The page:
_{e}As a second general result we present the collective decay rate of the single-excitation symmetric state of *N* identical atoms,

*a*. This decay rate can be derived analytically as shown in [22] and gives

*θ*= 0 and

*θ*=

*π*/2 as a function of the number of atoms constituting the chain. The chain’s length is

*L*= (

*N*− 1)

*a*. Let us remark here that the scattering intensity in a particular directional mode can still grow for large

*N*but the solid angle of this mode shrinks so that the effect on the total decay rate decreases and the effective lifetime will saturate. This is good news for atomic lattice clocks, which in this case will not suffer too much from superradiant decay.

Throughout this work we will mainly concentrate on ^{87}*Sr* as a specific example. To trap these atoms one usually uses a ’magic wavelength’ optical lattice, which refers to the specific wavelength to minimize or even eliminate the differential light shift in the ^{87}*Sr*: ^{1}*S*_{0} →^{3}*P*_{0} clock transition. This wavelength turns out to be *λ _{m}* = 813.5 ± 0.9nm [23]. The optical lattice will confine the atoms at a distance of

*λ*/2 [24] which given in units of the transition wavelength [25] will be

_{m}*T*

_{1}-time for readout.

#### 3.2. Three particle regular arrays

In this section we will investigate two different regular geometric arrangements for *N* = 3. We compare a linear chain, where we go beyond the single excitation and nearest-neighbour coupling limits, discussed in [11], to an equilateral triangle, which has the advantage of being fully analytically treatable. Let us point out, that for two atoms, e.g. [1], the particular relative arrangement is irrelevant, and therefore the system can always be handled analytically.

### 3.2.1. Linear Chain

First, we consider a linear chain of lattice constant *a*, where the angle between the atomic dipoles and the direction of the chain is given by *θ* (see Fig. 3).

The collective states that arise from the dipole-dipole interaction are listed in Table 1, where the values that have been chosen for the numerical treatment are *ω*_{0} = 10^{14} Hz, Γ = 1Hz and thus with *a* = *λ*_{0}/2 and *θ* = *π*/2 we obtain Ω_{12} = Ω_{23} = 0.21Hz and Ω_{13} = −0.12Hz, as well as Γ_{12} = Γ_{23} = −0.15Hz and Γ_{13} = 0.04Hz. The energy shifts Δ of the collective states are independent from *ω*_{0} and can be expressed in terms of the collective parameters as −Ω_{13} and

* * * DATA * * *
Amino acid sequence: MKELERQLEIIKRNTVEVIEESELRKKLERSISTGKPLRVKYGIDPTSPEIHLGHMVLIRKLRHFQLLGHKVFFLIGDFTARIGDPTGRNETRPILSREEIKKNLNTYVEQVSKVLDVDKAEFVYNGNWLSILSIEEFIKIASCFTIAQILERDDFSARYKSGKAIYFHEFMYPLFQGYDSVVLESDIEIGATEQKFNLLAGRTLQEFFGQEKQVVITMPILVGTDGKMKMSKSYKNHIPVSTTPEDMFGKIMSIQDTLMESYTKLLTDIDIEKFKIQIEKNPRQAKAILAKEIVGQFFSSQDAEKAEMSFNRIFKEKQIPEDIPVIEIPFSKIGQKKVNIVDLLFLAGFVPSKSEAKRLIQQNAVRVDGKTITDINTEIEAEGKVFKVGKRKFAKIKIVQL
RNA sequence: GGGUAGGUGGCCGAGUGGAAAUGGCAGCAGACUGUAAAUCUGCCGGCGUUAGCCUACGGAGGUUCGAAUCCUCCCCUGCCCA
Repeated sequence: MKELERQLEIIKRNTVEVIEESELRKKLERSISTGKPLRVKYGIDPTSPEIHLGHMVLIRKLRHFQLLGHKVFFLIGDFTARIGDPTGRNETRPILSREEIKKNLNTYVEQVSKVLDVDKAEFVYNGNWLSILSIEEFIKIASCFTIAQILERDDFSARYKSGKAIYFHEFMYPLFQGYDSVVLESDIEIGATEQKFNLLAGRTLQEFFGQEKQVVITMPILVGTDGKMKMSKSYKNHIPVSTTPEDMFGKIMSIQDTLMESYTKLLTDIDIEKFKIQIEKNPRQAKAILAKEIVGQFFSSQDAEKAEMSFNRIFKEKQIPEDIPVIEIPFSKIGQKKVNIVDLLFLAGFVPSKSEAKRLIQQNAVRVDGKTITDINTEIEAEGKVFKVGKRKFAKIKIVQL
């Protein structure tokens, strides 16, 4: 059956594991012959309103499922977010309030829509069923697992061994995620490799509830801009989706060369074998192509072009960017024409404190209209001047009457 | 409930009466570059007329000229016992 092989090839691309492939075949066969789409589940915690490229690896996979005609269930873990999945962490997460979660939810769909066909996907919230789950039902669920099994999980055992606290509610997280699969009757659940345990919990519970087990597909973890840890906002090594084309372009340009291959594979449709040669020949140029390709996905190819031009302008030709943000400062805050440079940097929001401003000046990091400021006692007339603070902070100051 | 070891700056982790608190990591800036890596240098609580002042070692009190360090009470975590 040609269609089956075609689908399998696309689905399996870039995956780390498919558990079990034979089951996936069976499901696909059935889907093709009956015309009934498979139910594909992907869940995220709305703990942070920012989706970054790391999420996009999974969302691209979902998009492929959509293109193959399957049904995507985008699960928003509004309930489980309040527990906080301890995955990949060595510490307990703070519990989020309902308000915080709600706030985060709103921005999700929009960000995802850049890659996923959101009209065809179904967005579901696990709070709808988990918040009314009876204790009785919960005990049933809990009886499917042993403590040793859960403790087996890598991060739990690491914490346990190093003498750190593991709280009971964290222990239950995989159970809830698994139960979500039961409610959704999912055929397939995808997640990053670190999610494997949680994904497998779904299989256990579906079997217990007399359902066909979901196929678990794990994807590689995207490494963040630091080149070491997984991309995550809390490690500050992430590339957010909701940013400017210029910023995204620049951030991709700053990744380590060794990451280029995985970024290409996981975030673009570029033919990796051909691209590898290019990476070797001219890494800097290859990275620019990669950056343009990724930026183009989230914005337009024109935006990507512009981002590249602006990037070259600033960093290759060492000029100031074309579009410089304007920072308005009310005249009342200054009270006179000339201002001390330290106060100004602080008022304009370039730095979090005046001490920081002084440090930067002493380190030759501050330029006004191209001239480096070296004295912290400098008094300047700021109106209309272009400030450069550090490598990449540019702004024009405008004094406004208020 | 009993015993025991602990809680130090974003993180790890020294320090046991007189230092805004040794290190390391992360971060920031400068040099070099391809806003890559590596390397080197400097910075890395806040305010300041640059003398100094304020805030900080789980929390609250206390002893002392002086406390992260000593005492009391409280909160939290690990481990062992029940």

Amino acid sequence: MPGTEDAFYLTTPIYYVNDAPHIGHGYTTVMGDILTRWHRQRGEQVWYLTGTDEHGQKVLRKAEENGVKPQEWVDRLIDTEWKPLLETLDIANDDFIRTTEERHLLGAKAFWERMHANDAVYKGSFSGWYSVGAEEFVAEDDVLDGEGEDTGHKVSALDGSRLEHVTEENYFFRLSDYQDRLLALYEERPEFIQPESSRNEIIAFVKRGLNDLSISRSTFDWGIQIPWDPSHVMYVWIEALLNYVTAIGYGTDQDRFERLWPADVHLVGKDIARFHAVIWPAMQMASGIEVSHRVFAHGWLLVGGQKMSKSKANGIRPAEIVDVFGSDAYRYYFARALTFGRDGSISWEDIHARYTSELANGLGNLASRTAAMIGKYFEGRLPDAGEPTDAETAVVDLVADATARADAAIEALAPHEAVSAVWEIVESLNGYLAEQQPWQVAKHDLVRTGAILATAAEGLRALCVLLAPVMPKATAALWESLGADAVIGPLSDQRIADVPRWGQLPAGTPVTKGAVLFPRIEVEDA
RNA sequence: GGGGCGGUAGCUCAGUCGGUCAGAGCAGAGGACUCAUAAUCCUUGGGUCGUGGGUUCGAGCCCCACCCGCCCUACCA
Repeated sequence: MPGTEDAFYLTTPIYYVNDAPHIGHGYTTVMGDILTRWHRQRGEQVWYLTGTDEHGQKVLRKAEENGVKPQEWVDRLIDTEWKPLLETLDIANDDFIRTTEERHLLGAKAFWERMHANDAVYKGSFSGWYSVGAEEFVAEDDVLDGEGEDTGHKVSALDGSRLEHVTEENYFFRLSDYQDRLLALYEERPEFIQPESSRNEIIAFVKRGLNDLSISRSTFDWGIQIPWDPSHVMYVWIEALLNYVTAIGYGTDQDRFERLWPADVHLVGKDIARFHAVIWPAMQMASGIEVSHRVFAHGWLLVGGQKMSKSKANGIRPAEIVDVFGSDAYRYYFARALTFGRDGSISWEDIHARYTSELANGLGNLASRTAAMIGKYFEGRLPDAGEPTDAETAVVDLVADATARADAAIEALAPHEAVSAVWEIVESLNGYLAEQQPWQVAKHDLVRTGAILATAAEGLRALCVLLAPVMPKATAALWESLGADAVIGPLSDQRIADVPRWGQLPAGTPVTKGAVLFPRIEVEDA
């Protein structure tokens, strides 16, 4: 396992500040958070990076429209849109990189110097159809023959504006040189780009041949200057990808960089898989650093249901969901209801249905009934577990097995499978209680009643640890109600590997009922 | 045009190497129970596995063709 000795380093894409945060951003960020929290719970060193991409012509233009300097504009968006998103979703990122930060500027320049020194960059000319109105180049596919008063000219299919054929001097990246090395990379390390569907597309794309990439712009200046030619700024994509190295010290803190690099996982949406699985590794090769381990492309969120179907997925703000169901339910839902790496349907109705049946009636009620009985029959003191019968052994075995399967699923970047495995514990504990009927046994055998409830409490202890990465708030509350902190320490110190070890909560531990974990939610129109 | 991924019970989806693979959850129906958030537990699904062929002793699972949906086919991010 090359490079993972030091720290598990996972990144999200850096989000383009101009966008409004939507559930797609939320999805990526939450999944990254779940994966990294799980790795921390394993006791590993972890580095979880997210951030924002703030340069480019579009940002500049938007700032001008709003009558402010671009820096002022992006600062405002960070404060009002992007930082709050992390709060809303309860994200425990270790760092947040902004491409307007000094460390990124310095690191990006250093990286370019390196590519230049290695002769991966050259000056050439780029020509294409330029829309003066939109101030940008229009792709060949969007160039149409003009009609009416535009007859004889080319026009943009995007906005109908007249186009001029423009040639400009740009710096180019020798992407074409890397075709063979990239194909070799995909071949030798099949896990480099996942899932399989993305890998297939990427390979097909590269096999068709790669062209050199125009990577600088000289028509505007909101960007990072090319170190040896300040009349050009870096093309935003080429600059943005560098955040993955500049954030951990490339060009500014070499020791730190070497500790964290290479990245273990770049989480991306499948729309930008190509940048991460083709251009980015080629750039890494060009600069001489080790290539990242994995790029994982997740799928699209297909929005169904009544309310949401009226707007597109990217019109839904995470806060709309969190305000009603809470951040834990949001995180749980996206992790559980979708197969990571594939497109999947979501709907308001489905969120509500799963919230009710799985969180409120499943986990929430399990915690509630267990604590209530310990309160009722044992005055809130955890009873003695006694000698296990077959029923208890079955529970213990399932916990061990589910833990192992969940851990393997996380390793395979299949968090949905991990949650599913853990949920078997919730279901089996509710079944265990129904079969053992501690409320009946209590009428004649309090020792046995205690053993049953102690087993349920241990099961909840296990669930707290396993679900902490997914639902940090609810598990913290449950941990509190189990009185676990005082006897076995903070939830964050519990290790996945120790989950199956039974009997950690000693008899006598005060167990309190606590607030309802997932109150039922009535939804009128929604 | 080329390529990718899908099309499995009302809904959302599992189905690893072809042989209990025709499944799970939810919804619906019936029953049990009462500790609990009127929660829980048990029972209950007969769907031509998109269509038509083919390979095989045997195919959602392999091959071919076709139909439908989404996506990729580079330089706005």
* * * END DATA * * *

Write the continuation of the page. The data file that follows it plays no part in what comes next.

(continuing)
$\left({\mathrm{\Omega}}_{13}\pm \sqrt{8{\mathrm{\Omega}}_{12}^{2}+{\mathrm{\Omega}}_{13}^{2}}\right)/2$.

With this we can now study the system’s decay properties for arbitrary initial preparations. Figure 4 (right) depicts the decay from the |2* _{z}*〉 state, which involves all three single excitation states |1

*〉, |1*

_{x}*〉 and |1*

_{y}*〉 and finally populates the ground state |*

_{z}*g*〉. The initial state decays exponentially and ’feeds’ the intermediate states whose populations (per feeding state) over time obey

*A*is the amplitude,

*ν*denotes the feeding rate responsible for increasing the population and

*γ*is the state’s decay rate. In this manner we have studied the system’s behaviour for arbitrary initial preparations, where our results are summarized in Table 2. Here, the diagonal entries refer to the states’ decay rates, while the off-diagonal ones describe the feeding rate from an upper to a lower state. A scheme visualizing the various decay channels is given in Fig. 4 (left).

Let us point out that the decay rates of the single-excitation states correspond exactly to the eigenvalues of the matrix [Γ* _{ij}*], that can be built up from the Γ

*, since*

_{ij}*σ*([Γ

*]) = {1.23, 0.96, 0.81}, while the decay rates of the doubly excited states are larger by exactly one Γ.*

_{ij}### 3.2.2. Equilateral triangle

Now, we consider an arrangement of the atoms in an equilateral triangle of length *a* with the atomic dipoles drawing a right angle to the plane of the triangle (see Fig. 3). Due to the fact that in this particular configuration Ω* _{ij}* = Ω and Γ

*=*

_{ij}*γ*for all

*i*≠

*j*the coefficient matrices [Ω

*] and [Γ*

_{ij}*] assume the same structure. As a consequence, the Hamiltonian as well as the Liouvillian are diagonal in the same basis, which allows for an analytical discussion of the system.*

_{ij}Again, we diagonalize the Hamiltonian, where the diagonal states with their energy are put down in Table 3. In this setup, since all mutual couplings have the same value Ω, the states |*a*〉 and |*b*〉 are degenerate, as they experience the same energy shift. Notice the fairly close correspondence to the states that appear in the chain (Table 1). Moreover, the existence of two symmetric states |*s*^{1}〉 and |*s*^{2}〉 shall be pointed out, which is a consequence of the uniform mutual coupling as well.

Figure 5 shows the decay from the fully inverted state |*e*〉 for *a* = *λ*_{0}/5, corresponding to *γ* = 0.71Γ. Notice, that the majority of the population decays via the symmetric channels. For a negative *γ* the symmetric states |*s ^{i}*〉 (yellow and green) feature a diminished decay rate, while the states |

*a*〉 and |

^{i}*b*〉, which employ the same behaviour (black and grey) become superradiant. As above, we show the decay and feeding rates in Table 4.

^{i}The decay scheme for this situation looks quite similar to the one of the chain (Fig. 4), except that for one and two excitations there is only one state with a positive energy shift, while the other two states are degenerate and shifted downwards.

In Fig. 6 (left) we compare the decay process to the ground state for a magic wavelength distance (*a* = *λ _{m}*/2, dashed line) and close positioning of the atoms (